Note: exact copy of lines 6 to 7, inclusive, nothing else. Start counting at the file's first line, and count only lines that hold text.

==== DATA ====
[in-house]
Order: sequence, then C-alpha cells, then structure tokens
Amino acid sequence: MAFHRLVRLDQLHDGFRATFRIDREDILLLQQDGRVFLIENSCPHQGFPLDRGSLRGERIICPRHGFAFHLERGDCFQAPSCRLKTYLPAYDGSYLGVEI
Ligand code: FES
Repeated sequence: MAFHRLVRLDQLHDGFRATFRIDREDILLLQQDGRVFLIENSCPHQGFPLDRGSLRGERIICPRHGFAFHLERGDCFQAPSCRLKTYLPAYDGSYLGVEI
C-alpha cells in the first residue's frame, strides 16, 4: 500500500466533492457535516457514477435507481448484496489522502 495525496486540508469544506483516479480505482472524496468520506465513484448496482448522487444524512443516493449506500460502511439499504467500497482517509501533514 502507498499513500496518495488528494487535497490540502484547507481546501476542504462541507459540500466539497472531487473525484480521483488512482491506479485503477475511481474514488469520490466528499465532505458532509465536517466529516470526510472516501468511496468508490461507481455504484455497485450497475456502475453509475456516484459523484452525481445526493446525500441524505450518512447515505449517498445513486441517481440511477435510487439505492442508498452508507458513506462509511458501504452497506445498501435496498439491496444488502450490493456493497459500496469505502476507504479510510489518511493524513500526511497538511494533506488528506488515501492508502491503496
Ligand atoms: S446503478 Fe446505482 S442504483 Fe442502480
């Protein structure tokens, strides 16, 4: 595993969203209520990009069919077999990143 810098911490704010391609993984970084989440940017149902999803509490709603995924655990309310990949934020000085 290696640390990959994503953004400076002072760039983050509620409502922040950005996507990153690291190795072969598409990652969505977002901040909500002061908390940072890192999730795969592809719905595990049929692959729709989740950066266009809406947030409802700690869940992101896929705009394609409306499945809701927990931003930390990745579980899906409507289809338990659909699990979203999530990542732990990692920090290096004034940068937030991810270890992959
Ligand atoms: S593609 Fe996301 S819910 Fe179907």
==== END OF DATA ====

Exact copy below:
C-alpha cells in the first residue's frame, strides 16, 4: 500500500466533492457535516457514477435507481448484496489522502 495525496486540508469544506483516479480505482472524496468520506465513484448496482448522487444524512443516493449506500460502511439499504467500497482517509501533514 502507498499513500496518495488528494487535497490540502484547507481546501476542504462541507459540500466539497472531487473525484480521483488512482491506479485503477475511481474514488469520490466528499465532505458532509465536517466529516470526510472516501468511496468508490461507481455504484455497485450497475456502475453509475456516484459523484452525481445526493446525500441524505450518512447515505449517498445513486441517481440511477435510487439505492442508498452508507458513506462509511458501504452497506445498501435496498439491496444488502450490493456493497459500496469505502476507504479510510489518511493524513500526511497538511494533506488528506488515501492508502491503496
Ligand atoms: S446503478 Fe446505482 S442504483 Fe442502480